This work offers a new perspective on the study of the sources of S. T. Coleridge’s poetics. The author argues that the philosophical system endorsed by the Cambridge Platonist Ralph Cudworth significantly contributed to the genesis of Coleridge’s concept of the symbol and its related symbolic knowledge.
After an initial view on the different articulations the
symbol acquired in Coleridge’s theorizations over his career, the book reverts to the poet’s formative years from 1795 to 1798, in order to reveal the roots of the concept.
Apart from discussing Coleridge’s direct readings of Cudworth’s
The True Intellectual System of the Universe in the years 1795 and 1796, the author explores the reception of Cudworth’s ideas in a number of philosophers’, scientists’, poets’ and literary theorists’ works of the late seventeenth and eighteenth centuries which were, in turn, read by the Romantic author. The study also provides new insights into Coleridge’s lectures and poems in which the Coleridgean notion of symbol was born:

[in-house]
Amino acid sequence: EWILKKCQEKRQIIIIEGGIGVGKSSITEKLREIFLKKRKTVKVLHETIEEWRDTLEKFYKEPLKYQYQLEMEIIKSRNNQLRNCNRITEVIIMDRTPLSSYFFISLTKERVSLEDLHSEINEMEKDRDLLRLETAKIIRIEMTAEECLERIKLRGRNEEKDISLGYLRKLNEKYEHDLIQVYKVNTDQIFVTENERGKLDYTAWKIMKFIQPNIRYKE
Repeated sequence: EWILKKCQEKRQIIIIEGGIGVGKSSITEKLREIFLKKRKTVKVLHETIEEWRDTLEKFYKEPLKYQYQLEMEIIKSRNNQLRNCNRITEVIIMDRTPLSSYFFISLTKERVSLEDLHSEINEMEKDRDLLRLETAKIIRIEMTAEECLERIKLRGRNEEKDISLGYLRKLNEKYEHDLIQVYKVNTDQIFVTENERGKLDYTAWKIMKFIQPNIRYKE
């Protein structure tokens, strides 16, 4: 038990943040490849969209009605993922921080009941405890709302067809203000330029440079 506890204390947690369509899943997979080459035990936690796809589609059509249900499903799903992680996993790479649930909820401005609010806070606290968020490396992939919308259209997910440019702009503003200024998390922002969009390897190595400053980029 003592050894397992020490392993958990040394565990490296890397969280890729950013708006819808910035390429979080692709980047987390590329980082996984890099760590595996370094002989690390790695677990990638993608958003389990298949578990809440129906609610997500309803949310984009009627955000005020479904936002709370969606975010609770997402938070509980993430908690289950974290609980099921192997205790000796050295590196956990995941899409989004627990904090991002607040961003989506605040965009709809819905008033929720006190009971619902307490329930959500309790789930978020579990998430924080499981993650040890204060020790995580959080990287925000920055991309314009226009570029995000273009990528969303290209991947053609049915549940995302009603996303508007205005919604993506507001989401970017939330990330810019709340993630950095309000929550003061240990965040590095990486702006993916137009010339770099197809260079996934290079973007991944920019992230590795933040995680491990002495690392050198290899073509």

Lectures on Revealed Religion, «The Destiny of Nations», «Religious Musings» and the Conversation Poems in the light of Cudworth’s philosophical tenets.
Bern, Berlin, Bruxelles, Frankfurt am Main, New York, Oxford, Wien, 2008. 451 pp.
Contents: British Sources of English Romantic Platonism – The «new» Romantic symbol – S. T. Coleridge’s concept(s) of symbol
– The Philosophy of the Cambridge Platonists –Ralph Cudworth’s notion of plastic nature in The True Intellectual System
of the Universe (1678) – The Reception of the Cambridge Thinkers’ philosophy in the late seventeenth and eighteenth centuries
– S. T. Coleridge’s early poetics (1794-1798) – The Neoplatonic background of Coleridge’s Lectures on Revealed Religion,
«Destiny of Nations», «Religious Musings» and the Conversation Poems.